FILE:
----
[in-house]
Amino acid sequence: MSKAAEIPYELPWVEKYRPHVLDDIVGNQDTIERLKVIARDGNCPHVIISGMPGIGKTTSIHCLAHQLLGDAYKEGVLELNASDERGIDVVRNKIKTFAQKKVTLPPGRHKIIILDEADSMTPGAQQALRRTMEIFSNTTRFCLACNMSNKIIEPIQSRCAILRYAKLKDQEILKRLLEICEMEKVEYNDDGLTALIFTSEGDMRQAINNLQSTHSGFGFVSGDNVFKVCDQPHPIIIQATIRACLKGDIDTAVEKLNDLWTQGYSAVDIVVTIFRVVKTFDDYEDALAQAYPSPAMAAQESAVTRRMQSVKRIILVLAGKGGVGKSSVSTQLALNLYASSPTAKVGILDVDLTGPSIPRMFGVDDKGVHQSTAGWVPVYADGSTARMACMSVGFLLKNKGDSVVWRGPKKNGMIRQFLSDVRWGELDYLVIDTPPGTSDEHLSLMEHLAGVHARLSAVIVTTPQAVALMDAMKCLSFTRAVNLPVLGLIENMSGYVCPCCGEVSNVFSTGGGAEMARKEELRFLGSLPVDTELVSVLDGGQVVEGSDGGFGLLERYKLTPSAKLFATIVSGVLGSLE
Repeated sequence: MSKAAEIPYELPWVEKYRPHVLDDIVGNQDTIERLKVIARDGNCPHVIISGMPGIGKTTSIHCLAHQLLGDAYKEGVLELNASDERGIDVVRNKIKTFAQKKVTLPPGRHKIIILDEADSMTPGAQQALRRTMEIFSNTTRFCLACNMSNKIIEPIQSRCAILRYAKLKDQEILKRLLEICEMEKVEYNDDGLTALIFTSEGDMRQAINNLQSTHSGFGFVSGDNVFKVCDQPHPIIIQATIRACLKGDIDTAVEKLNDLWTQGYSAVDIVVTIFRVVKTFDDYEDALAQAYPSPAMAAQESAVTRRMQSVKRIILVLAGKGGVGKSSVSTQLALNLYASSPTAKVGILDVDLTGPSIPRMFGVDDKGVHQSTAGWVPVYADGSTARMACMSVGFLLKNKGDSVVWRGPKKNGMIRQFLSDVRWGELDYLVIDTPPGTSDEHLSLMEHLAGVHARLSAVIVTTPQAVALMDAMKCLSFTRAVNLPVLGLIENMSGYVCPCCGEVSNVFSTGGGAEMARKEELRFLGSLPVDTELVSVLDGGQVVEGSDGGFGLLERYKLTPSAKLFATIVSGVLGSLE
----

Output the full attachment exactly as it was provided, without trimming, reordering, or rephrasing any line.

[in-house]
Amino acid sequence: MSKAAEIPYELPWVEKYRPHVLDDIVGNQDTIERLKVIARDGNCPHVIISGMPGIGKTTSIHCLAHQLLGDAYKEGVLELNASDERGIDVVRNKIKTFAQKKVTLPPGRHKIIILDEADSMTPGAQQALRRTMEIFSNTTRFCLACNMSNKIIEPIQSRCAILRYAKLKDQEILKRLLEICEMEKVEYNDDGLTALIFTSEGDMRQAINNLQSTHSGFGFVSGDNVFKVCDQPHPIIIQATIRACLKGDIDTAVEKLNDLWTQGYSAVDIVVTIFRVVKTFDDYEDALAQAYPSPAMAAQESAVTRRMQSVKRIILVLAGKGGVGKSSVSTQLALNLYASSPTAKVGILDVDLTGPSIPRMFGVDDKGVHQSTAGWVPVYADGSTARMACMSVGFLLKNKGDSVVWRGPKKNGMIRQFLSDVRWGELDYLVIDTPPGTSDEHLSLMEHLAGVHARLSAVIVTTPQAVALMDAMKCLSFTRAVNLPVLGLIENMSGYVCPCCGEVSNVFSTGGGAEMARKEELRFLGSLPVDTELVSVLDGGQVVEGSDGGFGLLERYKLTPSAKLFATIVSGVLGSLE
Repeated sequence: MSKAAEIPYELPWVEKYRPHVLDDIVGNQDTIERLKVIARDGNCPHVIISGMPGIGKTTSIHCLAHQLLGDAYKEGVLELNASDERGIDVVRNKIKTFAQKKVTLPPGRHKIIILDEADSMTPGAQQALRRTMEIFSNTTRFCLACNMSNKIIEPIQSRCAILRYAKLKDQEILKRLLEICEMEKVEYNDDGLTALIFTSEGDMRQAINNLQSTHSGFGFVSGDNVFKVCDQPHPIIIQATIRACLKGDIDTAVEKLNDLWTQGYSAVDIVVTIFRVVKTFDDYEDALAQAYPSPAMAAQESAVTRRMQSVKRIILVLAGKGGVGKSSVSTQLALNLYASSPTAKVGILDVDLTGPSIPRMFGVDDKGVHQSTAGWVPVYADGSTARMACMSVGFLLKNKGDSVVWRGPKKNGMIRQFLSDVRWGELDYLVIDTPPGTSDEHLSLMEHLAGVHARLSAVIVTTPQAVALMDAMKCLSFTRAVNLPVLGLIENMSGYVCPCCGEVSNVFSTGGGAEMARKEELRFLGSLPVDTELVSVLDGGQVVEGSDGGFGLLERYKLTPSAKLFATIVSGVLGSLE